Kevin O'Higgins Solicitors

State funding for political parties acts as a bar against new parties

Friday, 9 January, 2015
The Irish Times
Noel Whelan

In a piece for a collection of essays in memory of former attorney general the late Rory Brady, recently published by Round Hall, I described politicians as akin to players who get to write the rules for their own sport.

Because of their experience in electioneering and political activity, TDs and Senators see themselves as well qualified to make electoral laws. They are slower to recognise that as incumbents they are massively conflicted in doing so.

The piece was a review of developments in electoral law over the past two decades, and one of the things that struck me most forcibly when researching it was the extent to which established political parties and incumbent parliamentarians are now provided with State funding and how this operates not only to the disadvantage of non-incumbents but also impedes the development of new parties.

The motives behind the introduction of exchequer funding for political parties were benign. It was designed to wean Irish politics off its corrupting dependency on donations from wealthy corporations or individuals.

Such is the extent of State funding of politics in this country, however, that, combined with restrictions on donations, it distorts our political market place and is a big barrier to new entrants.

In addition to the fact that sitting TDs and Senators are provided with secretarial support, researchers and funding for constituency office operations, large annual grants are also provided to political parties under two statutory headings.

First, all registered parties represented in the Oireachtas are provided with an annual payment to fund their parliamentary activities. These payments, historically known as “the party leaders’ allowance” – and more recently renamed parliamentary assistance allowances – have long been paid to party leaders for their parliamentary office and party press and research activities. The total amount of State funds paid to all parties under this heading in 2013 was over €7.4 million.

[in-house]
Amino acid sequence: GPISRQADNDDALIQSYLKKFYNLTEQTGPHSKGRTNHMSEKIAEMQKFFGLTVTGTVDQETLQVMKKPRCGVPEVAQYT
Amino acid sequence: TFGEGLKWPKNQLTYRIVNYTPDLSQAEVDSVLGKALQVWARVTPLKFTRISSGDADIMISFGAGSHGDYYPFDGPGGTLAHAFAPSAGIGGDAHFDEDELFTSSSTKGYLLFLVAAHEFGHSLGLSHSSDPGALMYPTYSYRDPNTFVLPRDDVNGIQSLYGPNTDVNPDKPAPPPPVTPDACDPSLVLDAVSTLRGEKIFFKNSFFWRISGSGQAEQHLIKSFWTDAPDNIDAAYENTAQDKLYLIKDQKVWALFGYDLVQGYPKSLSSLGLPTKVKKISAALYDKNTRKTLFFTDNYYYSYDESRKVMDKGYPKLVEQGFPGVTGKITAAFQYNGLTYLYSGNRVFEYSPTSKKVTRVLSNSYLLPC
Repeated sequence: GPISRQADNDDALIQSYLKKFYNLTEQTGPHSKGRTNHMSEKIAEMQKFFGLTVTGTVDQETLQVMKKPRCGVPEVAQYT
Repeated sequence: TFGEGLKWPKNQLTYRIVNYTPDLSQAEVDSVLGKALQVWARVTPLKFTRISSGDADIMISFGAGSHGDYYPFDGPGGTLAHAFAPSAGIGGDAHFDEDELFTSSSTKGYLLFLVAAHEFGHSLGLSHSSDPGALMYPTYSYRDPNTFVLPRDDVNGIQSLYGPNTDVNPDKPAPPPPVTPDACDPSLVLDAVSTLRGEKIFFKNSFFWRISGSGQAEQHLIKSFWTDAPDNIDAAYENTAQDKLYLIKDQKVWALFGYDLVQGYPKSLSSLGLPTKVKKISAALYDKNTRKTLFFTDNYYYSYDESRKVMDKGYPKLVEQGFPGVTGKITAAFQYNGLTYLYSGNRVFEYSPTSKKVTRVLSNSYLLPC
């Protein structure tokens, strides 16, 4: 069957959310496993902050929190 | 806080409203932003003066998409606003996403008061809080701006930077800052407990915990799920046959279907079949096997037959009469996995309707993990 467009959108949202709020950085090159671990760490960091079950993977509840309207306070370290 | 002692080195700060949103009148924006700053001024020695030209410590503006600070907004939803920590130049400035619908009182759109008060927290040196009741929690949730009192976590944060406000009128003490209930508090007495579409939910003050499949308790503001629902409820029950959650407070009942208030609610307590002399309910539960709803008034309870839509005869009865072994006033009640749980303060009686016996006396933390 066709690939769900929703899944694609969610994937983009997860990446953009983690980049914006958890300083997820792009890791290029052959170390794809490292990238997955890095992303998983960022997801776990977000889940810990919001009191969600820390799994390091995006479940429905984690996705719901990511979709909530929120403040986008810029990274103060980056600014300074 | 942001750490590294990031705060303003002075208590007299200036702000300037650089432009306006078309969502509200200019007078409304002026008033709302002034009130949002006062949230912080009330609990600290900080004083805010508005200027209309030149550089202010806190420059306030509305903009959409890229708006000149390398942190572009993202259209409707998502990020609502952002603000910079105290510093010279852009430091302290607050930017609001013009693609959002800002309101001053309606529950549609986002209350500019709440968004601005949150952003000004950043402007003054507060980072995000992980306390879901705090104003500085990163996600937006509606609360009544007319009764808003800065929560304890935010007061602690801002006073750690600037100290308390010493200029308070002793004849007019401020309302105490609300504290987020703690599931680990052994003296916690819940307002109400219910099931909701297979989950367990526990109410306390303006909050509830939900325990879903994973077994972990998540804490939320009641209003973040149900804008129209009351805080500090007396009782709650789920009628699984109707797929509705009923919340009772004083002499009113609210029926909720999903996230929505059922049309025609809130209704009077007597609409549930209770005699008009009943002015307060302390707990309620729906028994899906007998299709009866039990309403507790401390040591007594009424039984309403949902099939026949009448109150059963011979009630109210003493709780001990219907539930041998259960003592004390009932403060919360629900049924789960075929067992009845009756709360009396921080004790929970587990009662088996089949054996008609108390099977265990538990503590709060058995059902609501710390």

General election

Second, under the terms of part III of the Electoral Act 1997, large amounts of public funding are also provided to the four large parties annually to fund their party organisations. The total amount paid under this funding line in 2013 was €5.5 million allocated between the four largest parties in accordance with their percentage share of the national first-preference poll in the last general election.

The use of this money is restricted to general administration, research, training, policy formulation and co-ordination of the activities of branches and members.

The Act specifically prohib the spending of these monies on electioneering. Of course in reality the availability of these substantial funds enables parties to divert other finances, such as the proceeds of members’ draws or national collections, exclusively to electoral activity. It effectively provides the parties with a plethora of full-time State-funded political organisers to keep their large political machines well-oiled in preparation for election campaigns.

Similar amounts

Under these two headings combined Fine Gael got just under €5 million in 2013, Fianna Fáil just over €2.8 million, Labour got €3 million and Sinn Féin got just over €1.8 million. Similar amounts were paid to them in 2014, and will be again in 2015 assuming no election until early next year.

In 2013 People Before Profit got €143,000, and the Socialist Party €74,000 under the parliamentary activities scheme, while TDs elected as Independents in 2011 got over €41,000 each and Independent Senators got €23,000 each in annual grants for parliamentary activity.

These smaller parties or Independents do not get money under the annual party grant because they did not reach a 2 per cent threshold in the 2011 election.

It is also worth noting that another part of the Electoral Act 1997 provides for a reimbursement of election expenses to candidates in Dáil elections. In order to qualify for this reimbursement, however, a candidate must have achieved at least one quarter of the quota either in first preference votes or in first preference votes and transfers.

In the 2011 Dáil election 328 candidates qualified for reimbursement of election expenses, including, obviously, the 166 TDs elected. The maximum amount which the law then provided could be reimbursed to qualified candidates at Dáil elections was €8,700. A total of just over €2.5 million was paid out in this way. This scheme is by its very nature heavily weighted towards those who are electorally strongest.

Political scientists have estimated that sitting TDs and Senators have enjoyed a significant electoral advantage even before this State funding was introduced. Some have measured this “incumbency advantage” as giving sitting TDs at least an additional quarter of a quota, all else being equal.

The incumbency advantages clearly dissipated somewhat in 2011 and is likely to be weakened again at the next general election by the anti-establishment mood reflected in recent opinion polls. That said, incumbent parliamentarians and the four large political parties will still enjoy a significant financial advantage against the newly emerging parties or political groupings.